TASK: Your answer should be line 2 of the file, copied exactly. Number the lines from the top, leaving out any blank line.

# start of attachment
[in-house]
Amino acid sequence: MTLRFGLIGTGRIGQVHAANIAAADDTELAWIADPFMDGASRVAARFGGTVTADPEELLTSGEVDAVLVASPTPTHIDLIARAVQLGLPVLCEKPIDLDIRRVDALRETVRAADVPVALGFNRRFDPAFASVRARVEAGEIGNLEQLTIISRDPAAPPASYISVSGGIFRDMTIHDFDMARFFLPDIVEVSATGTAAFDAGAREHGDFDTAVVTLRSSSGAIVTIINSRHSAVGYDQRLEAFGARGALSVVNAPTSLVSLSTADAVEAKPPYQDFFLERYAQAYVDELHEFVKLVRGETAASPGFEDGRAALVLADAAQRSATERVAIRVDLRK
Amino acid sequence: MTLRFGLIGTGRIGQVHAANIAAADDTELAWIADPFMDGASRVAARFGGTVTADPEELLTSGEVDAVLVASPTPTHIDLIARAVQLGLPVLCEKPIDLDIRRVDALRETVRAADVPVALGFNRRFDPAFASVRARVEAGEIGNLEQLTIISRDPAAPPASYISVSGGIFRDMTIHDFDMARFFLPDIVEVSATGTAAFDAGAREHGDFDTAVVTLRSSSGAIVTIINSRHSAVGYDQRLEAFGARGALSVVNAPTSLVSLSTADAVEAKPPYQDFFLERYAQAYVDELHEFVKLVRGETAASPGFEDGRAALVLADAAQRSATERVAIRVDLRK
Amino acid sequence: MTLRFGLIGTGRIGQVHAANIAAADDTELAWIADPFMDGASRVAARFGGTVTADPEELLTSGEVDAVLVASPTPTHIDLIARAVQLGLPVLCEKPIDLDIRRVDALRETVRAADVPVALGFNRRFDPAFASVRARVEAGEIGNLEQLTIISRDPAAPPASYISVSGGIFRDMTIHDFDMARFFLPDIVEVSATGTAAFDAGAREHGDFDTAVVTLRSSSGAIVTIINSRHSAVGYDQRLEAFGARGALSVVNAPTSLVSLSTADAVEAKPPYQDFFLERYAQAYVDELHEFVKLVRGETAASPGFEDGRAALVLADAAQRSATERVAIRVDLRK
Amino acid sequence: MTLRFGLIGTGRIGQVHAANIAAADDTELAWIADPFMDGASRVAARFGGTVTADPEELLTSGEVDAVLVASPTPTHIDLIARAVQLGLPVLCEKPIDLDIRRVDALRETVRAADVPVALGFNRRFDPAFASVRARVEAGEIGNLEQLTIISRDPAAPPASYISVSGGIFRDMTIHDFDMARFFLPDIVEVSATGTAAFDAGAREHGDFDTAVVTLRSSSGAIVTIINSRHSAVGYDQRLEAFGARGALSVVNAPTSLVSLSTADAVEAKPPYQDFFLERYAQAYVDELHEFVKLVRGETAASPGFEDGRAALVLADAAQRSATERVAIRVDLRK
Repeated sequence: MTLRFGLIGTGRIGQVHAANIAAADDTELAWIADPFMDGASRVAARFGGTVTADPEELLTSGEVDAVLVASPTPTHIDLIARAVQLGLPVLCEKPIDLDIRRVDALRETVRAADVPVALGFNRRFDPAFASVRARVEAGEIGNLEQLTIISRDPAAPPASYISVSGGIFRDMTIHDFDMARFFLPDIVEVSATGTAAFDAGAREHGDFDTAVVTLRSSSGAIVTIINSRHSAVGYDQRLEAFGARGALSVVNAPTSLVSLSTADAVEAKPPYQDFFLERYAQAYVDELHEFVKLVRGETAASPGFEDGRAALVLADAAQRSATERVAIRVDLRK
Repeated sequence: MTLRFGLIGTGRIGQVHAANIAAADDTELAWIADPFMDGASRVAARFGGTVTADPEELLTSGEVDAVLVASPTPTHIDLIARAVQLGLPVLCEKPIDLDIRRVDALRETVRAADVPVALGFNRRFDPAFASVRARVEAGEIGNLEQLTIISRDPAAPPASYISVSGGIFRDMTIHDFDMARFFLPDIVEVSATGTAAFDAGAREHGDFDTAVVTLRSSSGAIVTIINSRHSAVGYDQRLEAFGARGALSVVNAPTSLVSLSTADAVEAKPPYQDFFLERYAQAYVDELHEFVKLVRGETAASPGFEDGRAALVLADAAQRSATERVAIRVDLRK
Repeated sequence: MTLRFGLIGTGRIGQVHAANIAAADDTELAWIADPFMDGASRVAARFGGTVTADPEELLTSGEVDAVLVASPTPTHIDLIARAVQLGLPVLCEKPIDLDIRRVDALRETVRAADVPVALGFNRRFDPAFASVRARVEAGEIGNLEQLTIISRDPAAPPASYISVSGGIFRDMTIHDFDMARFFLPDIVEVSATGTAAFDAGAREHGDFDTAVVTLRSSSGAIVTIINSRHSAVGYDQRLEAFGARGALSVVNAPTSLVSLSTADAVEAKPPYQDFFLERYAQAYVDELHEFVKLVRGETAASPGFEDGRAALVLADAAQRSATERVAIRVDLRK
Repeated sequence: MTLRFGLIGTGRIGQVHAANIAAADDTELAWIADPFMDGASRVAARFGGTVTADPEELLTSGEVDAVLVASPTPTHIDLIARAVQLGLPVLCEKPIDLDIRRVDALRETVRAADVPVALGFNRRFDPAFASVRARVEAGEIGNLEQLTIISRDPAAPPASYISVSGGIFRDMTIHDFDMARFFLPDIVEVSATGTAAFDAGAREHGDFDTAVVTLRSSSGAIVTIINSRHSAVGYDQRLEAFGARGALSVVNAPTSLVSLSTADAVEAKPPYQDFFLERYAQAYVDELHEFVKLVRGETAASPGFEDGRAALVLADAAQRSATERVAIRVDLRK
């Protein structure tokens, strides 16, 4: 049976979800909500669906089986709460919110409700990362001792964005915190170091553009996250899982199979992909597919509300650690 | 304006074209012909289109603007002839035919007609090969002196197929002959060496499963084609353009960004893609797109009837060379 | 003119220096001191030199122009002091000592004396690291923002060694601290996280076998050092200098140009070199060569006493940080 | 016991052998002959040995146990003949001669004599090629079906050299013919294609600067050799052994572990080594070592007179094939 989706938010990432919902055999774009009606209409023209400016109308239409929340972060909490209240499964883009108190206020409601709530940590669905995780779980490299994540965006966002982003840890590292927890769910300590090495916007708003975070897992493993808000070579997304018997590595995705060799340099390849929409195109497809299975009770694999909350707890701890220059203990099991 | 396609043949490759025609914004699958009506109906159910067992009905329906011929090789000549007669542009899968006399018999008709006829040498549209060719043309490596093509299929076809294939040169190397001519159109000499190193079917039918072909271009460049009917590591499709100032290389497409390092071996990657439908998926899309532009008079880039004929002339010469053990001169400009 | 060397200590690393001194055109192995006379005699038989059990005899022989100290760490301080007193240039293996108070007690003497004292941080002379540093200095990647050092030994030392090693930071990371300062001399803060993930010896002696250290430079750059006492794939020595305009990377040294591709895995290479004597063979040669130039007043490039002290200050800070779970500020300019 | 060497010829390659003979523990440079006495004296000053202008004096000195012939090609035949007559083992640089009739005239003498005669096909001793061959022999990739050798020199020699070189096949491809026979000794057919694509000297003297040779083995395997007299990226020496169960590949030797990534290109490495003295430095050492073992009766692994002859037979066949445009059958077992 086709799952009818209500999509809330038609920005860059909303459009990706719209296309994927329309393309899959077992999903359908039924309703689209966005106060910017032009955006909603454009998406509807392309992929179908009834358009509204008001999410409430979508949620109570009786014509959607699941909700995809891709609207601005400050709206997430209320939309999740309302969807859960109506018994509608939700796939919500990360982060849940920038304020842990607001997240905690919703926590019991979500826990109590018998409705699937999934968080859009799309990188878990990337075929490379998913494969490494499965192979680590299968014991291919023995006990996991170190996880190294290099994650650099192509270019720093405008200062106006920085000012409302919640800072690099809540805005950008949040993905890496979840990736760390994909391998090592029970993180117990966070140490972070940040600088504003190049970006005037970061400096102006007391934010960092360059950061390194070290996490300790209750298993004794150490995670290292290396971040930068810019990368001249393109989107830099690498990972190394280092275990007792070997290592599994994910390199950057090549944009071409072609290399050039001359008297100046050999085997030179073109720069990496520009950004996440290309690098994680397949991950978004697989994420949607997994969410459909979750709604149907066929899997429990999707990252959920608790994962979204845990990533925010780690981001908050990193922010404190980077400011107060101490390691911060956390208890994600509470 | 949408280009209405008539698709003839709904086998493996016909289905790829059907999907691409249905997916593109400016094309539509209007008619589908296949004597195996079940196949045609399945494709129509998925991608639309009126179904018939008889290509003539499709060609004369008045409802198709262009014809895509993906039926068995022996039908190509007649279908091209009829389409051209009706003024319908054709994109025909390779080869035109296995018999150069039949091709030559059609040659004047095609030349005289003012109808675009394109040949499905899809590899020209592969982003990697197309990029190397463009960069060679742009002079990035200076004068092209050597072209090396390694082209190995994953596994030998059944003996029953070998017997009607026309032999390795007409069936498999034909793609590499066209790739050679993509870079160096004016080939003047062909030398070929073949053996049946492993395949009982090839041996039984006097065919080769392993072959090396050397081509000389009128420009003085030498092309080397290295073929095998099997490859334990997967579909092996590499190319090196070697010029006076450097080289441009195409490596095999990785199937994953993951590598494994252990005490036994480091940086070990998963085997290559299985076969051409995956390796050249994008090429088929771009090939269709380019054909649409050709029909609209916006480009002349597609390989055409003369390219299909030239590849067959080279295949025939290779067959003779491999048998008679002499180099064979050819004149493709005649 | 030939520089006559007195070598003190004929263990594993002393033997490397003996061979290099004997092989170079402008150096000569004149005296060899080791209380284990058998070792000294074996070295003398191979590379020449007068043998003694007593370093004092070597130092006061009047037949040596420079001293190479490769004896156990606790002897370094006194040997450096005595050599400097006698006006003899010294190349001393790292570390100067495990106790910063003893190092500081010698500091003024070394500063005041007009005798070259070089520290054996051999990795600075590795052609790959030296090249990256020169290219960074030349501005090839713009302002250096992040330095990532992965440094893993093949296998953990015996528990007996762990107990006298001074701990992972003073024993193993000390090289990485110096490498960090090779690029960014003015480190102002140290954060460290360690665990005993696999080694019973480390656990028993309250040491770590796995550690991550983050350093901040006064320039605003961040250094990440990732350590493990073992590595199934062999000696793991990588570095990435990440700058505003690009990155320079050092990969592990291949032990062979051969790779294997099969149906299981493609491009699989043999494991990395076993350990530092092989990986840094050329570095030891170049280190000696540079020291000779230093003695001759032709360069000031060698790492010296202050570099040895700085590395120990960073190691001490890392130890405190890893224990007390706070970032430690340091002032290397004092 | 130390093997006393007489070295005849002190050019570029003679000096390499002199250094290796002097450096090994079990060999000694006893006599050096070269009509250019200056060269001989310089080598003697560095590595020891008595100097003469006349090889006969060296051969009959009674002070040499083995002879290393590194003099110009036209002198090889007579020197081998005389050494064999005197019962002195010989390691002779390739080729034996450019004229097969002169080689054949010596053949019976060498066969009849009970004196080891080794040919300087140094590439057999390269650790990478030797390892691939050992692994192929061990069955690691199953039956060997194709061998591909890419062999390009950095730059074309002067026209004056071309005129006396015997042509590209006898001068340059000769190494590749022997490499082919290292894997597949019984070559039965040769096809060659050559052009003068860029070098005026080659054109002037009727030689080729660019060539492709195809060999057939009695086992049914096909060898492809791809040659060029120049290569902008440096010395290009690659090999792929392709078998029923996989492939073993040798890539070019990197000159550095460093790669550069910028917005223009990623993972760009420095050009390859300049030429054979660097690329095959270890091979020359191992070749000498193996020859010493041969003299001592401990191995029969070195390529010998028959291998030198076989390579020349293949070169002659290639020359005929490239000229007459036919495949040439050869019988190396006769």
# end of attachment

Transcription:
Amino acid sequence: MTLRFGLIGTGRIGQVHAANIAAADDTELAWIADPFMDGASRVAARFGGTVTADPEELLTSGEVDAVLVASPTPTHIDLIARAVQLGLPVLCEKPIDLDIRRVDALRETVRAADVPVALGFNRRFDPAFASVRARVEAGEIGNLEQLTIISRDPAAPPASYISVSGGIFRDMTIHDFDMARFFLPDIVEVSATGTAAFDAGAREHGDFDTAVVTLRSSSGAIVTIINSRHSAVGYDQRLEAFGARGALSVVNAPTSLVSLSTADAVEAKPPYQDFFLERYAQAYVDELHEFVKLVRGETAASPGFEDGRAALVLADAAQRSATERVAIRVDLRK